- Application water volume of 30 gallons per acre improves control across several hard to control species (fleabane and grassy weeds in particular).
- The glufoisnate products are generally formulated with an adjuvant. The addition of extra adjuvant does not help with control (unless it is required with a tank mix partner). The adjuvants in most of the glufosinate formulations do tend to foam so the addition of a defoamer is a good idea.
- The addition of a dry spray grade or liquid ammonium sulfate will help with control of certain weed species (velvetleaf and lambsquarter). It will also help with control when the herbicide is applied during periods of moisture stress.
- All glufosinate labels indicate rainfastness after 4 hours of dry time. In addition, we have seen reduced control when applied during periods of heavy dew, especially on grasses or sedges (upright leaves where the dew promotes the material rolling off)
Unfortunately, after glyphosate, paraquat and glufosinate the alternatives for broad-spectrum post emergence weed control products simply don’t exist. Here is where tank mixing various products can help provide a broad-spectrum post-emergence weed control program.
Tank mixes with glufosinate or glyphosate for increased broadleaf weed control:
Strengths: Provides good control of many broadleaf weeds. Excellent on common malva, helps with fleabane
Weakness: No grassy weed control. Can’t be used on grapes. Don’t use on sandy soils
Strengths: broad-spectrum broadleaf control of small to mid-size weeds
Weakness: Weak on grasses.
Strengths: broadleaf weed control. Some systemic activity. Tanked mix with any of the broad-spectrum contact herbicides helps with fleabane control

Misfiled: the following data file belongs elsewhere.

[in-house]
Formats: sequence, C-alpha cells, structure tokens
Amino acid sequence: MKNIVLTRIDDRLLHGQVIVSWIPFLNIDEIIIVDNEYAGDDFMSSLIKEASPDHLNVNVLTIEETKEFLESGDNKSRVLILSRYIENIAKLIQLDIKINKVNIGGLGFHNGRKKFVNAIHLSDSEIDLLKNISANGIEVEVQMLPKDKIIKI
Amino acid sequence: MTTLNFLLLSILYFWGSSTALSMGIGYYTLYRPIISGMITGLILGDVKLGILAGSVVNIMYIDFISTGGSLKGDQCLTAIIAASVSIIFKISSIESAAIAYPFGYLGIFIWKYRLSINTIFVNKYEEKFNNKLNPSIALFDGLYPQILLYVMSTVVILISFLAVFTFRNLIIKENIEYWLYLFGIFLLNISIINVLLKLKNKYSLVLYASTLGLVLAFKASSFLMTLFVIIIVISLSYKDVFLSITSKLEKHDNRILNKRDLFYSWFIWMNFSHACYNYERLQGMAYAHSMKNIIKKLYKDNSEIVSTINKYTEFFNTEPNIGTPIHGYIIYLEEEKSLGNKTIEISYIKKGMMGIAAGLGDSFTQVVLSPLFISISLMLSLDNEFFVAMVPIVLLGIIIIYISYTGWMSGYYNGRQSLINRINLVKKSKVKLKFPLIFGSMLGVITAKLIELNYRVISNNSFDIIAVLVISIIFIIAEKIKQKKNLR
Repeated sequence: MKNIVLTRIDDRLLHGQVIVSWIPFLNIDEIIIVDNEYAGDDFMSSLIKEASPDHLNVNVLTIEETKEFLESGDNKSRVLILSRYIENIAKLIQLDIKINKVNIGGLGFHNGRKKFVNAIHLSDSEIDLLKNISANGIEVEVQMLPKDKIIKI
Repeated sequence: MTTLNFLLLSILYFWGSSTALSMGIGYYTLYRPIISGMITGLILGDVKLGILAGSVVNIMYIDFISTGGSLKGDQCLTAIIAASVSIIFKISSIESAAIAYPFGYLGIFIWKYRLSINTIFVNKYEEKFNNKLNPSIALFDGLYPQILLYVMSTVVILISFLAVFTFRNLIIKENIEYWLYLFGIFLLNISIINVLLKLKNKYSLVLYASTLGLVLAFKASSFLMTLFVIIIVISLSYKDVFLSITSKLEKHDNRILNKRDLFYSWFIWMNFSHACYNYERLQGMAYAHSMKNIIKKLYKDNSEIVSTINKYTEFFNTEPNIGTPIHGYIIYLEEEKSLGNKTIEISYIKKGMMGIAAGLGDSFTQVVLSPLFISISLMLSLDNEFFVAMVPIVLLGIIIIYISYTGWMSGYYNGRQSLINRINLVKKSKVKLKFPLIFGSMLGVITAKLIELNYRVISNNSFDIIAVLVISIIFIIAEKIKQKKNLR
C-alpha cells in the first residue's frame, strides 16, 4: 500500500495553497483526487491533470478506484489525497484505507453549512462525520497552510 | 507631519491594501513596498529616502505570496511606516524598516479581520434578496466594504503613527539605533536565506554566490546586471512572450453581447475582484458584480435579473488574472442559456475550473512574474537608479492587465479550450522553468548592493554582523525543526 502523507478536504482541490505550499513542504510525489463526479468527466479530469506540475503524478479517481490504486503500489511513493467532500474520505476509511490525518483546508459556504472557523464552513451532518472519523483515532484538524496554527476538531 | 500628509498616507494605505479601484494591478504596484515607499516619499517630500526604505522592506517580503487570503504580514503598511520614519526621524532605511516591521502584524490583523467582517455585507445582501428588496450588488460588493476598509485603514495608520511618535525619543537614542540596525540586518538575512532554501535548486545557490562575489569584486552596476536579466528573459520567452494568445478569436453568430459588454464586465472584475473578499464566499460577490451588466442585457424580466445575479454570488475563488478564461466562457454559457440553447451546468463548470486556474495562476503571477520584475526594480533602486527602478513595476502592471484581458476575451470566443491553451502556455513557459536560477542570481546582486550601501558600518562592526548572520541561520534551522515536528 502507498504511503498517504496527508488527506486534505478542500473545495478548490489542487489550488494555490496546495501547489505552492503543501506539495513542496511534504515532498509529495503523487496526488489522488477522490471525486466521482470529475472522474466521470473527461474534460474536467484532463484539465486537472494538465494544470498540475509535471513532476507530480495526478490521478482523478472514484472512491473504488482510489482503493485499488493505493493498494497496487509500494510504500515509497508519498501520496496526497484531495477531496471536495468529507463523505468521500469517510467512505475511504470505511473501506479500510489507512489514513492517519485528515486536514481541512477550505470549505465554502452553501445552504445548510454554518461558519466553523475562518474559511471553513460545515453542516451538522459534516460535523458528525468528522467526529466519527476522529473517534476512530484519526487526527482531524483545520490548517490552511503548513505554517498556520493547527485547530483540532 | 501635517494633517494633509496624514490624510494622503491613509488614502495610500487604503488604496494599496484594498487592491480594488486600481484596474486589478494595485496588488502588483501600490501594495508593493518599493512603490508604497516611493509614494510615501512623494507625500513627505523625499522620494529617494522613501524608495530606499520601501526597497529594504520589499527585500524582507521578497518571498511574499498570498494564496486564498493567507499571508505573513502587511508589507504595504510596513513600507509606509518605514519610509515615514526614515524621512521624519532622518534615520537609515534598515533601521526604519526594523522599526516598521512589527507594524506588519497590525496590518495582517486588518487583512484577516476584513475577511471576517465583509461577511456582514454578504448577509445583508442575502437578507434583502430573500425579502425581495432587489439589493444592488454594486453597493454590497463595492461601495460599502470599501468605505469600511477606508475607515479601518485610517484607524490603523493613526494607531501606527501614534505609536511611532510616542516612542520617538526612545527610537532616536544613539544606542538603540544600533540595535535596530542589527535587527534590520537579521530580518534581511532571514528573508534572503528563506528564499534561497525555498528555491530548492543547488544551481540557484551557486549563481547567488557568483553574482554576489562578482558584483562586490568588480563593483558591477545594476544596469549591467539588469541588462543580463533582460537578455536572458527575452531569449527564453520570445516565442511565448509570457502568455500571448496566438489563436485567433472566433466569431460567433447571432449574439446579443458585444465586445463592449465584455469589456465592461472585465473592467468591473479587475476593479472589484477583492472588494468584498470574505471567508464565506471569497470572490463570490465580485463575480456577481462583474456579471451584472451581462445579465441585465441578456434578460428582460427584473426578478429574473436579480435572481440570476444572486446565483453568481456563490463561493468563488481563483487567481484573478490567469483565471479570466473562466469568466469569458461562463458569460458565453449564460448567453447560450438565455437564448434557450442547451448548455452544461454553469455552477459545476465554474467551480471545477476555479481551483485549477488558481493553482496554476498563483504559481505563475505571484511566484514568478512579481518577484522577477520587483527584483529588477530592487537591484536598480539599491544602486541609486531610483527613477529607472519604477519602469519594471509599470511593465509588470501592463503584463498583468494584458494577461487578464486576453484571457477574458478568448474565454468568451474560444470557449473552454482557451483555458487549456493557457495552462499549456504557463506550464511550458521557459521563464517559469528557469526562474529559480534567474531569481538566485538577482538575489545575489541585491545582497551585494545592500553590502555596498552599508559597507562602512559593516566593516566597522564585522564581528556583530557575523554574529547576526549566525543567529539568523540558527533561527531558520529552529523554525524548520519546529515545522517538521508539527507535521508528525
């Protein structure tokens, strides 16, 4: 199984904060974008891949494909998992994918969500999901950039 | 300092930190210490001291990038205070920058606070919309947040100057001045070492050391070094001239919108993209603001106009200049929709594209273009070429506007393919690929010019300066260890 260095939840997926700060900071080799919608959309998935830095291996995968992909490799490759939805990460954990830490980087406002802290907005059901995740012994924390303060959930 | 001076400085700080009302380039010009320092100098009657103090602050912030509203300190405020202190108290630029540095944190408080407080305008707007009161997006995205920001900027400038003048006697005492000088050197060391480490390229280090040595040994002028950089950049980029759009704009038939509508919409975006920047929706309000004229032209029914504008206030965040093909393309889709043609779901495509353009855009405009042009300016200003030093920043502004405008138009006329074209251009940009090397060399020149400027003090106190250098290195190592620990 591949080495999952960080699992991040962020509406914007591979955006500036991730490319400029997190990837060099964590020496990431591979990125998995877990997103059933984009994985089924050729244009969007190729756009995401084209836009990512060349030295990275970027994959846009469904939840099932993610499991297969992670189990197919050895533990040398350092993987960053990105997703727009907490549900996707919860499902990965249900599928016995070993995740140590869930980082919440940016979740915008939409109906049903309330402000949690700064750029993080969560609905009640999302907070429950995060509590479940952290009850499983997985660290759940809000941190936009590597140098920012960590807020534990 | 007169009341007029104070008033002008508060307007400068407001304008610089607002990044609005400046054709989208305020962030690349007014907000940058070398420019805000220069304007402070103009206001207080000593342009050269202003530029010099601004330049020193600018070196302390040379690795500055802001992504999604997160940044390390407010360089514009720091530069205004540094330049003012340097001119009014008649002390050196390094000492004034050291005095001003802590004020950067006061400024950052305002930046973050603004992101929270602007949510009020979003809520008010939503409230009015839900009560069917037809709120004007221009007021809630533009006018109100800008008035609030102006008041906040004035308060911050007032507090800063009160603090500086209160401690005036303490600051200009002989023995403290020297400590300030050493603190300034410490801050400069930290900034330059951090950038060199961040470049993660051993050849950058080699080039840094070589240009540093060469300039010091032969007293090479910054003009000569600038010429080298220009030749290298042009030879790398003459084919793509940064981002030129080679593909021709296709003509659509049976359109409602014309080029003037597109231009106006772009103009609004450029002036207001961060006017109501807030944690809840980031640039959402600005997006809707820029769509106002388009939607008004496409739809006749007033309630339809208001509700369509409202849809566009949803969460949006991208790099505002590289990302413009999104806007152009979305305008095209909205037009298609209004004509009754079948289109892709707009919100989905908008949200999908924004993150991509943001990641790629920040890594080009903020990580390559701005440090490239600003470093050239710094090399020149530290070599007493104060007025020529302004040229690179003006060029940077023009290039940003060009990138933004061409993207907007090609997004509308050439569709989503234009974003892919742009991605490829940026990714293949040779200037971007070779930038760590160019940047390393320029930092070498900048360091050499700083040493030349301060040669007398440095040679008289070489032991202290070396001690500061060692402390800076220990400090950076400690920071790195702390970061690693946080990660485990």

Weakness: Application time of year limited
Goal 2XL or Goal Tender:
Strengths: primarily considered pre-emergence soil applied herbicide. It does have some post-emergence activity. In a tank mix with braodpectrum contact herbicides helps with controlling broadleaf weeds like filaree and common malva.
Weakness: With weakness’ as a post-emergence product it does need to be tank mixed with other broadleaf and grassy weed herbicides. Application time of year limited.
Strengths: primarily considered pre-emergence soil applied herbicide, it does have some post-emergence activity. In a tank mix with glyphosate or glufosinate helps with controlling larger of filaree
Weakness: Application time of year limited. Has potential off site movement issue when applied after rainy season
Strengths: primarily considered pre-emergence soil applied herbicide, it is labeled for post-emergence activity. Tank mixed with glufosinate, helps with control of fleabane
Weakness: not labeled for use in grapes
Tank mixes with glufosinate for increased grassy weed control:
Clethodim (Select Max, Cleanse), can be use on non-bearing tree nuts and vines and some bearing stone fruits
Fusilade can be used on bearing grapes, plums and peaches and non-bearing almonds, walnuts pistachios and pears
Poast can be used on non-bearing and baring tree nuts and grapes. Bearing stone fruits except prunes (non-bearing)